Froth and bubble – the beginner's guide to opera
If you have ever been to the opera (and you really should try it at least once), a quick glance around the theatre will confirm the genre’s big problem. There’s an awful lot of silver hair in the audience.
And, while some of us (ahem) might be part of that picture, it doesn’t bode well for the future of the creative arts in this country. Indeed, the ageing audience is a big issue across all the creative arts, from theatres to museums – the regulars are getting older and the younger folk are yet to fill the seats.
It seems that if you are under 60, you may be more likely to buy tickets to Adele than Aida. And it is a pity. Opera has a lot to offer – sublime music, wonderful singing and memorable sets and costumes.
In recent years, Opera Australia has been working on introducing younger audiences to opera via new and inventive ways to present productions, including the Handa Opera on the Harbour and now a witty new operetta – Two Weddings, One Bride.
The production is unlike anything ever staged by Opera Australia – it’s a bit of a greatest-hits compilation of operetta classics pulled together with a farcical plotline and a fair amount of frivolity. It will be staged in the Playhouse – a smaller, more intimate space at the Sydney Opera House, while the Joan Sutherland Opera Theatre is undergoing extensive renovations.
Geraldine Turner is hilariously brilliant as Aurore, trying to marry her daughter to two different men
Stage veteran, Geraldine Turner, right, is one of the leads in the show and she says it will be a lot of fun – and the perfect way to experience some of the lighter side of opera.
“You can take it all in and see a popular work on stage and hopefully love it enough to go back and see another opera,” she says. “I think people who may not go to Parsifal or something, might come along to this and think, ‘gee this is great; if this is what opera is, I will go again’.”
“That’s a great thing, I think. To find audiences and to find younger audiences, to keep coming back to the theatre. It’s a really important thing to put on shows that bring in a new audience.”
Two Weddings, One Bride is a light-hearted story, featuring popular music from such operettas as Fledermaus and The Merry Widow.
“It’s a bit of a hoot and I am sure the audience will get lots of laughs,” Turner says. “It’s gorgeous fun.”
Despite decades of highly successful musical theatre (from Into the Woods to Wicked and her own cabaret shows), this will be Turner’s first production with Opera Australia – and she’s having great fun, she says.
Set in French Morocco in the 1940s, the production has all the hallmarks of an amusing night at the theatre. It has been created by highly respected conductor and musical director, Robert Andrew Greene, combining some of operetta’s best-loved tunes, including waltzes, polkas and songs by Strauss, Offenbach and Lehar.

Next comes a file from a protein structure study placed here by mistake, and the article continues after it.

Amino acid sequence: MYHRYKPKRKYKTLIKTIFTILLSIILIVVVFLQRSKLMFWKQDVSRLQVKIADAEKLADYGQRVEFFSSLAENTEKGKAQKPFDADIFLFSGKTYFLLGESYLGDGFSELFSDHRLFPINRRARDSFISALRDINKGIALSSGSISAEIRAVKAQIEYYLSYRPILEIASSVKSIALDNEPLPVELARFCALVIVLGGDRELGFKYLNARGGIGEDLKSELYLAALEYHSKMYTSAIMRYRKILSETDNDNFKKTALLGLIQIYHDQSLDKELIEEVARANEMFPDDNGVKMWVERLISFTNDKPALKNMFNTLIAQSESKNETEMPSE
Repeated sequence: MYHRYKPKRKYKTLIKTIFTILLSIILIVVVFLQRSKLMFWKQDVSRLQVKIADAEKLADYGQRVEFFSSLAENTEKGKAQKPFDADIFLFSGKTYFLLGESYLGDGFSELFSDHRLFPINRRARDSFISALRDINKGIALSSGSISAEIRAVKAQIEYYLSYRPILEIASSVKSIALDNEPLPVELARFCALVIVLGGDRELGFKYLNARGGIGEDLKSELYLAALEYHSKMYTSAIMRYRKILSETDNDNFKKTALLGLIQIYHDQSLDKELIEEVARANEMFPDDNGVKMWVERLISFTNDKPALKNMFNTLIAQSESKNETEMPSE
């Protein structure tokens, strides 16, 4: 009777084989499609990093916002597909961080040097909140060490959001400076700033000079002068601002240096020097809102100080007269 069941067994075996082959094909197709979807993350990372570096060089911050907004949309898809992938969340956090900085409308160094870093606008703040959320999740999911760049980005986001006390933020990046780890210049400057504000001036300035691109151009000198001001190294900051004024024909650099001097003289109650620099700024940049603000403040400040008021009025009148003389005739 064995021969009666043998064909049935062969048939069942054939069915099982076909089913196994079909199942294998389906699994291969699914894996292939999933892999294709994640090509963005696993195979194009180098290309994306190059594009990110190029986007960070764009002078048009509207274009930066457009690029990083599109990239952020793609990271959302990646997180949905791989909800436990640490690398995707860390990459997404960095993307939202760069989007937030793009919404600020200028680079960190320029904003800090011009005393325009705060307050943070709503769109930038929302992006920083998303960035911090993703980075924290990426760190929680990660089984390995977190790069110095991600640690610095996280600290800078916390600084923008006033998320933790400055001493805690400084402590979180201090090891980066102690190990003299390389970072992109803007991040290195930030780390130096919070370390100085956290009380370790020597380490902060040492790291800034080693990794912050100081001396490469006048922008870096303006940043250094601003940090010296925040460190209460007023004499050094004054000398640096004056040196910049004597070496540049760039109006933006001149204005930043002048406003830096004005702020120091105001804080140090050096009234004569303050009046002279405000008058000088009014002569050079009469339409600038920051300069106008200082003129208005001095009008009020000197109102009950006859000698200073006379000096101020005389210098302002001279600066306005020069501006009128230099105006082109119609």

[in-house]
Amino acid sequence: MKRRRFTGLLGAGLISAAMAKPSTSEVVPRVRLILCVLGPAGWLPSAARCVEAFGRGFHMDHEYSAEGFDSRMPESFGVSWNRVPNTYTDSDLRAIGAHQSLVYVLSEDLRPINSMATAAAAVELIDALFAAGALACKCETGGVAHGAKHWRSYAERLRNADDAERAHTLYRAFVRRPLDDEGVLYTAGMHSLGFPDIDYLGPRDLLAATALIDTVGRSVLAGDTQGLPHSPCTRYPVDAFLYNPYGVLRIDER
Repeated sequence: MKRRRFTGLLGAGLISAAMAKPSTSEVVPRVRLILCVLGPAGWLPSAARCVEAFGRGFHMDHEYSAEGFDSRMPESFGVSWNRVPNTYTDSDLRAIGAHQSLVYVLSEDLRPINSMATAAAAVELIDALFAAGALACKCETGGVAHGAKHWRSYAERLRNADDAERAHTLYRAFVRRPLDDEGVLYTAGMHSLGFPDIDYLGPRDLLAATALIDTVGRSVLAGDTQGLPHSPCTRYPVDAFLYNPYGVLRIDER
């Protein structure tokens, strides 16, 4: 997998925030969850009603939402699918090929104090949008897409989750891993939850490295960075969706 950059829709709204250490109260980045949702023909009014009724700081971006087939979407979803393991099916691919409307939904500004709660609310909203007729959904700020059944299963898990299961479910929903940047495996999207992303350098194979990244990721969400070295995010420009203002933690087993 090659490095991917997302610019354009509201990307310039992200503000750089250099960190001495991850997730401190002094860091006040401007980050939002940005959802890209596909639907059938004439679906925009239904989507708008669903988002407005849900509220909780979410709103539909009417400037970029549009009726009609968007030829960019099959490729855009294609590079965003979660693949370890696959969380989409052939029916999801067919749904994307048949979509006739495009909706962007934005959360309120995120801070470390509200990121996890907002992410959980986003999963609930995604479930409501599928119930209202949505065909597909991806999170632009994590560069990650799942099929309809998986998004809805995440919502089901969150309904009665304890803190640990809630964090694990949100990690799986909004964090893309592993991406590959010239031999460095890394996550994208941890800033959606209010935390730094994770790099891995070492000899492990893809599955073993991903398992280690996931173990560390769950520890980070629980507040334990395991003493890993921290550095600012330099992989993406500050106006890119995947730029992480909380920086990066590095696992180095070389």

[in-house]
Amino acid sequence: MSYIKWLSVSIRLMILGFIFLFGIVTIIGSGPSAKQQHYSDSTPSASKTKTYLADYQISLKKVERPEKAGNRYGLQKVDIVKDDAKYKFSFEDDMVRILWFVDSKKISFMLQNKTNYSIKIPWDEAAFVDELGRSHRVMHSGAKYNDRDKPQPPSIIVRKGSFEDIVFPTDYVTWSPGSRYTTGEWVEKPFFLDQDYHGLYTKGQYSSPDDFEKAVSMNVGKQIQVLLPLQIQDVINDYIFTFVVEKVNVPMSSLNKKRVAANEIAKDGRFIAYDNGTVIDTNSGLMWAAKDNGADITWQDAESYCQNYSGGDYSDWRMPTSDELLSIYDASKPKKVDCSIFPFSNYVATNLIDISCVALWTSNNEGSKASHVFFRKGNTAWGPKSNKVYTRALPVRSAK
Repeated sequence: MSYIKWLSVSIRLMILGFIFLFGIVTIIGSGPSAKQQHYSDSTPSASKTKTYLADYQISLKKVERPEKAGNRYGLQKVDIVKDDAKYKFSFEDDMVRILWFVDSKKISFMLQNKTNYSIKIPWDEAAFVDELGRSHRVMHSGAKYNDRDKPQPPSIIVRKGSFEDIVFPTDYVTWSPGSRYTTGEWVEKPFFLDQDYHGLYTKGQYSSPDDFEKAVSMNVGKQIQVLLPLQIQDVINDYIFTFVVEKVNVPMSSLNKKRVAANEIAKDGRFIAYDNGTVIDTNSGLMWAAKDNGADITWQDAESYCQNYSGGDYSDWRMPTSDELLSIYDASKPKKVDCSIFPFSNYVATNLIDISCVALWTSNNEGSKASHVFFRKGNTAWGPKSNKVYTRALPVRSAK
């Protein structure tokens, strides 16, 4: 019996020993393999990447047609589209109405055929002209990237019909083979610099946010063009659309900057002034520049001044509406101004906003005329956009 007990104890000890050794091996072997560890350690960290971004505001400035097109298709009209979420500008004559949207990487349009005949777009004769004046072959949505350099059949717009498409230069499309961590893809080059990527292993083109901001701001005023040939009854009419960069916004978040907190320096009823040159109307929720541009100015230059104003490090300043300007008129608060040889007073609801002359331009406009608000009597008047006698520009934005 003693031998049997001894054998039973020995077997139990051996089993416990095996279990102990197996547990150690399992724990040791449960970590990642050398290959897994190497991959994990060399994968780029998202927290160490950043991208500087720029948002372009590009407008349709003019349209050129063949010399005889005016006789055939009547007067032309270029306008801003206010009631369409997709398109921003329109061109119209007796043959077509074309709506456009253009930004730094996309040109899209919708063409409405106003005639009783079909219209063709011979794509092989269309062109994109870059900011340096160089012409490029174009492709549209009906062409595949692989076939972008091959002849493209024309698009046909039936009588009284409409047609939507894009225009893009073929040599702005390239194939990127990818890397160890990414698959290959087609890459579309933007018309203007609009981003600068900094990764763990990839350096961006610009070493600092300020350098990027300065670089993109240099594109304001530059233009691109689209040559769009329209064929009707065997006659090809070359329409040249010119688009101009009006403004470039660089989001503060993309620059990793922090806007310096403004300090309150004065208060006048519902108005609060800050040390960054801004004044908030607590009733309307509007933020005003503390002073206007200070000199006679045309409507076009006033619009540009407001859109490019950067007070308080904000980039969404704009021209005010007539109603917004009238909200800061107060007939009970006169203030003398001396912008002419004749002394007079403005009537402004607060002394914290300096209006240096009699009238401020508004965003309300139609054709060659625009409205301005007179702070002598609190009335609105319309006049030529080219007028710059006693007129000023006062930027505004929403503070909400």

Turner plays the role of Aurore, the wife of the fiscally challenged governor of Morocco, who has lost all the family’s money gambling. The couple decides that the key to restoring the family fortunes lies in marrying off their twin daughters to wealthy suitors.
“In the first scene I say I am going to divorce him once our twin daughters are married,” she explains. “We have twin daughters – Giroflé and Girofla (both played by Julie Lea Goodwin) – and to cut a long story short, the suitors arrive and I’ve hatched this plan that the suitors’ fathers are rich and they will pay us a dowry and get us out of the gambling losses.”
But, of course, this is operetta, and things never run smoothly. Pirates arrive and carry off one daughter (naturally). As Turner admits, this is when things get a little silly, but a whole lot of fun.
“So we only have one daughter and since they are twins, we talk the one girl into pretending to marry the two men,” she says, laughing. “So it’s like a farcical story and lots of in and out of doors with poor Julie Lee Goodwin, who plays our daughters, doing quick changes constantly being one daughter then another.”
Turner feels that smaller, more intimate space offered by The Playhouse will also help to bring in new audiences because the cast will be so much closer to those in the stalls
“I am of the opinion that the audience and the performers create the evening together as one really and so you really have to be relating to the audience while playing your role, to bring the audience in to make them share the evening with you.”
Two Weddings, One Bride opens on April 29. For bookings, click here.
Watch the teaser trailer below:
Have you seen opera or operetta? What’s your favourite?